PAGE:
Saussure calls the horizontal expansion of the sentence the syntag­ matic axis which works out signification in collaboration with the paradigmatic axis. Imagine the morpheme "ill" in a zero context. It will trigger for the subject as many meanings as that subject is familar with. When used in context, it will trigger as many meanings, but unconsciously this time. A reader who is unable to read the words "cobbler," "sole," "mend," "awl" in the light of their associative value scale in the dialogue between Flavius and the commoner or Marullus and the commoner in Shakespeare's Julius Caesar (I, i) would hardly be likely to be termed a serious reader of Shakespeare. The same thing could be said of those students of poetry who are incapacitated by metaphors, metonymy, and the like. Comprehension of any context depends on an on-going process of shuttling between the signifier along the syntagmatic chain and its values down the paradigmatic axis.

Syntax moves lineally and cumulatively to the right so as to solidify its presence as an element of signification and at the same time activate a semantic move, first along the syntagmatic chain and second down the paradigmatic axis. The second move is dependent on the first and cannot actualize itself without it.

The "I" of "Shall I compare thee to a summer's day?" is determined by "shall." The movement from "shall" to "I" to "compare" is syntag­ matic, i.e, grammatically controlled. The syntagmatic chain comprises signifiers that do not carry as much literary meaning in themselves as they do in their relation to (1) other signifiers along the syntagmatic chain and (2) associative values listed down the paradigmatic axis.

Consequently, signification can be roughly diagramed in the following


Signification = Signifier + Signifier's environment + associative values.

and graphically, it may be illustrated as follows, too:

28 The lineal movement, represented by the signifier's environment, is equivalent to the syntagrnatic chain; the circular movement symbolizes the consciousness of the speaker and dances around the signifier; and the spiral movement represents part of the unconscious of the reader in its interaction with its associative value system. The same process applies to every signifier along the syntagrnatic chain.

–  –  –

c --It is true that some of the associative-value-node titles may appear irrelevant and could not be assigned a positive/negative value.

However, when taken in conjunction with other node-titles, their worth becomes quite apparent. The signifiers of a text work as the pieces of a jigsaw puzzle that are accidentally mixed with the pieces of another jigsaw puzzle. To get one fixed, one cannot escape the process of sorting, comparing and contrasting, a process equivalent to the negative/positive process in our case. The node-titles of place, time, gender, for instance, may not mean much when taken individually;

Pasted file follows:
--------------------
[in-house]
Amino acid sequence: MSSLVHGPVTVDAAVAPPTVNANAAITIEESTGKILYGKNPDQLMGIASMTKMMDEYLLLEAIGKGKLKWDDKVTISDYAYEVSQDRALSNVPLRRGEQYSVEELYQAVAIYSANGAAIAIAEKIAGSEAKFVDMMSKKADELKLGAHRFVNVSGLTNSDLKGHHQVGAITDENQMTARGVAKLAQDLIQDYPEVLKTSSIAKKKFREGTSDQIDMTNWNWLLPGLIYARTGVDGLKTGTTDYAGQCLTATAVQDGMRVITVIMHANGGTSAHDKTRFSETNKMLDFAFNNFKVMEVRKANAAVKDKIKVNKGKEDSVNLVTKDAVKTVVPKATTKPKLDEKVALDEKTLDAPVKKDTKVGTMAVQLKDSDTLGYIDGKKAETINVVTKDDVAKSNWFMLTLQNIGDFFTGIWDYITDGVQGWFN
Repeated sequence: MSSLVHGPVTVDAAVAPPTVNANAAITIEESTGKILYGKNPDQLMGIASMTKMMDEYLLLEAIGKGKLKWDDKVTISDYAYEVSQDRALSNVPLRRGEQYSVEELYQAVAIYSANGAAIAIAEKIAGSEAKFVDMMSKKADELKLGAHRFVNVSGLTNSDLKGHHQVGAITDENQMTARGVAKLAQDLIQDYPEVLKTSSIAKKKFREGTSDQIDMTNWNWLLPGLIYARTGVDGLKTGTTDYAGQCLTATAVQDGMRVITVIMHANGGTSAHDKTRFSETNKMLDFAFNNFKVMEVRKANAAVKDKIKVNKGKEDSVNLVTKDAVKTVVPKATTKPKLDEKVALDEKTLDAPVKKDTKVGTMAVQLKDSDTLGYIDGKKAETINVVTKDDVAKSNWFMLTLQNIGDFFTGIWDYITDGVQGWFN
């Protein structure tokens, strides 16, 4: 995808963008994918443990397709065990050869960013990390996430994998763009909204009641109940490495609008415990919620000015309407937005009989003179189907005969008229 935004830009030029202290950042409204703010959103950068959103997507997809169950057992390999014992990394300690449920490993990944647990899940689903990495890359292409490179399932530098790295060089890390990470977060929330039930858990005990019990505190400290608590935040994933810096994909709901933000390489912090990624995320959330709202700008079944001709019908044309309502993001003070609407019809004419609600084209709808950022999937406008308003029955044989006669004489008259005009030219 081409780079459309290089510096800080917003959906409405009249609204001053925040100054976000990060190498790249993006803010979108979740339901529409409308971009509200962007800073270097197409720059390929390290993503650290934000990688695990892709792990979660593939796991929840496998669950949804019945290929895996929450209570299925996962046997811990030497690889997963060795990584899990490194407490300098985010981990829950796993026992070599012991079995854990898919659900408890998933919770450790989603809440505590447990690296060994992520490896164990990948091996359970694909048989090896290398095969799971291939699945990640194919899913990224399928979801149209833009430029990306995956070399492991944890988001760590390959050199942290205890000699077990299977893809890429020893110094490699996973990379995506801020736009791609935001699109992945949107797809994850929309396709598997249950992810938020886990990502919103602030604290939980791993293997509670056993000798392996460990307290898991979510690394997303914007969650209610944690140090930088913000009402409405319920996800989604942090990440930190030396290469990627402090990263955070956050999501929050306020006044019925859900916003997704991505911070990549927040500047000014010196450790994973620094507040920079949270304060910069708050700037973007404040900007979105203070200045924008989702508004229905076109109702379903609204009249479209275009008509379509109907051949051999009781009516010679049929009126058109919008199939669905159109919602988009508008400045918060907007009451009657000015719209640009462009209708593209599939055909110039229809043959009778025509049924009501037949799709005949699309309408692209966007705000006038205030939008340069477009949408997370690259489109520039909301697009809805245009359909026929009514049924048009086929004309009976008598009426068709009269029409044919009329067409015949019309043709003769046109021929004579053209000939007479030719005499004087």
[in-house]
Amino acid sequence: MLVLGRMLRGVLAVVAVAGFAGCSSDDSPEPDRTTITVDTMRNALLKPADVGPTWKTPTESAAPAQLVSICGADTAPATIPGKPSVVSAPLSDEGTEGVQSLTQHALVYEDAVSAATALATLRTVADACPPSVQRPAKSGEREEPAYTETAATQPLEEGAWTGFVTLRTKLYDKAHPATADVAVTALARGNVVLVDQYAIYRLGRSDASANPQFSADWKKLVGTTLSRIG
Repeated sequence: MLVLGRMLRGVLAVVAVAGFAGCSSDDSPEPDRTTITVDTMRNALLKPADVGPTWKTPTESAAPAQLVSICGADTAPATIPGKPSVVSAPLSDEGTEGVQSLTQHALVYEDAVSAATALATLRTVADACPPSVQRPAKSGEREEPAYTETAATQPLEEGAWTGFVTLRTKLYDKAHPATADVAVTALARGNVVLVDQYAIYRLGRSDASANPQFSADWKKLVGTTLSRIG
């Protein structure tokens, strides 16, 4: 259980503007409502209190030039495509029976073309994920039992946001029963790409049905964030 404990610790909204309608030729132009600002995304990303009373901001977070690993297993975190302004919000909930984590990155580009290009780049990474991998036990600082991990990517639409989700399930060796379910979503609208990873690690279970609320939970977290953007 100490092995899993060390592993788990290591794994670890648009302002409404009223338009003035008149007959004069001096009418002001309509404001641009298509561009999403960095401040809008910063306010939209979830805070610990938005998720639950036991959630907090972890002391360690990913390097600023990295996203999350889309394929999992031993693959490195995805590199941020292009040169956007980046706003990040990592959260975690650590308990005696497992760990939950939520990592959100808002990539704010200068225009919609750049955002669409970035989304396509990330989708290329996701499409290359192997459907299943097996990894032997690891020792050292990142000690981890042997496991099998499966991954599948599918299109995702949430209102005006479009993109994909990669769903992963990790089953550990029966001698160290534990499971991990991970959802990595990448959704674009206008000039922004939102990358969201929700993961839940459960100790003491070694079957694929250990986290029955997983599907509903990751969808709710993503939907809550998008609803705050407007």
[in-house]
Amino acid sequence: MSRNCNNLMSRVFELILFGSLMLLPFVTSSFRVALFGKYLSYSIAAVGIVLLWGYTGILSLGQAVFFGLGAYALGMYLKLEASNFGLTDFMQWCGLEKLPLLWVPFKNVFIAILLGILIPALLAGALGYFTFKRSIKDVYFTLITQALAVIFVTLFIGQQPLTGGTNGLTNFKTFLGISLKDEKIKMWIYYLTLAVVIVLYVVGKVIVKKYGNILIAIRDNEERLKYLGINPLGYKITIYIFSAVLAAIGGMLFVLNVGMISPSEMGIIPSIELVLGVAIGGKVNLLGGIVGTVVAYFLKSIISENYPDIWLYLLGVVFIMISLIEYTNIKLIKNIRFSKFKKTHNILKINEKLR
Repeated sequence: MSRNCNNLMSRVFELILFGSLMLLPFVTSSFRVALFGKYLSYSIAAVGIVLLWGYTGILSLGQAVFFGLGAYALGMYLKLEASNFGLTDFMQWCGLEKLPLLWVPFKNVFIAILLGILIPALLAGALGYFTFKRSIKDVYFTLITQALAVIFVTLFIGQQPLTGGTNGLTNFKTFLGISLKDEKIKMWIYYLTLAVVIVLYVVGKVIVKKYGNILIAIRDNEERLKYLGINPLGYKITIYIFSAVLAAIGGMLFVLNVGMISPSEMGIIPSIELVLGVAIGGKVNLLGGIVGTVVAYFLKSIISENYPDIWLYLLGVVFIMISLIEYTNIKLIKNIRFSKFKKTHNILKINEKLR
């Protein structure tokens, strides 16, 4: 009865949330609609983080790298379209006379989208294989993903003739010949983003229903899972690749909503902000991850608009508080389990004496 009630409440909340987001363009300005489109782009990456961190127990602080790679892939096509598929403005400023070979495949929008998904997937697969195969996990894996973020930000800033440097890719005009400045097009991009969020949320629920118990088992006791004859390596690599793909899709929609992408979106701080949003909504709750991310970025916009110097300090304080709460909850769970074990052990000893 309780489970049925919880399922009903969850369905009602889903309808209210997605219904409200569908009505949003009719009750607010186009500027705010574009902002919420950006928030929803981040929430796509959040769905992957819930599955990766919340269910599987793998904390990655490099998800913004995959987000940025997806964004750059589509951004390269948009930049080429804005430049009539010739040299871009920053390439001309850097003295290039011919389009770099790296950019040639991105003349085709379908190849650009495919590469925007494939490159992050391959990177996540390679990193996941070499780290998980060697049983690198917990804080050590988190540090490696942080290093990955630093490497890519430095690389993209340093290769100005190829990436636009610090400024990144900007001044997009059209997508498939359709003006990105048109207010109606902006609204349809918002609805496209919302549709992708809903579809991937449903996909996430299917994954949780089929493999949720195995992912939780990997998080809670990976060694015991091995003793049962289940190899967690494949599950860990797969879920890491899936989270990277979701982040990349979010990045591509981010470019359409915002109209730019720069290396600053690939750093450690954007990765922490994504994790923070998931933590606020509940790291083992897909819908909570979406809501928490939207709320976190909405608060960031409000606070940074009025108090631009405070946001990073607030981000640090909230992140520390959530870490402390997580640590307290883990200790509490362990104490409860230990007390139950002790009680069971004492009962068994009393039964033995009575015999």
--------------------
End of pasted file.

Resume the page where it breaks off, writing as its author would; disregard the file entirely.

but when considered collectively, they throw some light on the signifier under question, the "1." When we get [+ English], [+ Elizabethan] [+ male], the theme of immortality becomes clearer to us, historically speaking. The Elizabethan "1" was the center of all surroundings, the measure of all things around, owing to the confidence given him by his countrymen's defeating of the "Invincible Armada." Such a victory rendered him overconfident on the natural scale, eventually to make the collective "1" (encompassing our textual "1") also over confident.

But when we find out that the feeling of overconfidence cannot be but temporal, we discover that the sonnet's "1" has coaxed itself into a contradictory situation-unconscious awareness of temporality against conscious immortality. Consider also the relationship between the "1," the "thee," and the latter's with its associative values, "he" and "she."

"Thee" would be valued l-hel and [s-she], a probability that the addressee in the sonnet could be a "he" or a "she." The distance between the reader and the sonnet's "I" depends on the number of values screened and scrutinized. But the task of narrowing the distance to the point where the reader can assume the role of the speaker is more complex than it seems, especially when a signifier like the "1" is under consideration.

The "I" is a problematic word. It is problematic owing to its contra­ dictory nature of producer and consumer at one and the same time.

Catherine Belsey reveals two contradictory sides to the "1," the all-knowing and the less-knowing subject. "The "1" is the kind of super subject, experiencing life at a higher level of intensity than ordinary people and absorbed in a world of sclfhood which the phenomenal world, perceived as external and antithetical, either nourishes or constrains" (Belsey, 68). Being such, the "I" is assumed to be in com­ plete control of its material. The truth of the matter though is not so, because the "super-subject" status it produces is only an "illusory active" "1," the source of action appearing to be a pure ego without 30 origin," as Barthes writes (1972, 144). No matter how "super" is that "1," by pretending omniscience, it is always at the mercy of the system it uses to promote its credentials. Derrida asserts that the "1" cannot be conceived outside language, and it is language that forces an individual to posit himself as the subject of the sentence. "He [I] becomes a speaking subject only by conforming to his speech... to the system of linguistic perceptions taken as the system of differences" (Derrida, 1973,145-6). In addition to what Derrida says, we should not forget that language is experienced as nomenclature (because its existence precedes our understanding of the world). Therefore, the perception and language of the subject, ''1,'' then become a priori, i.e.

determined (Macherey, 1978, 78, 137; Althusser, 1967, 167). And if that subject, "1," wishes to overlook that determinism, it begins to suppress the language it uses in favor of a quest for meaning. Such suppression is unconscious and the words that are determined a priori by relation­ ships outside the "I's" control are those listed down the paradigmatic axis, words and/or values on whose grounds the syntagmatic chain actualizes itself as a substitute experience in the mind of the reader.

These are the same words that the conscious ''1'' has tried to suppress and the very same words that the representing reader tries to clarify in order to revive the text itself. However, we have to retract the word "same," for in fact it was not meant to mean the same but to make a point. When committed to paper, a word stops meaning what it was supposed to mean and it is futile to slave away at the endeavor of getting to the "true" meaning of that word, sentence, or text. The words of the speaker cannot be those the reader broods over.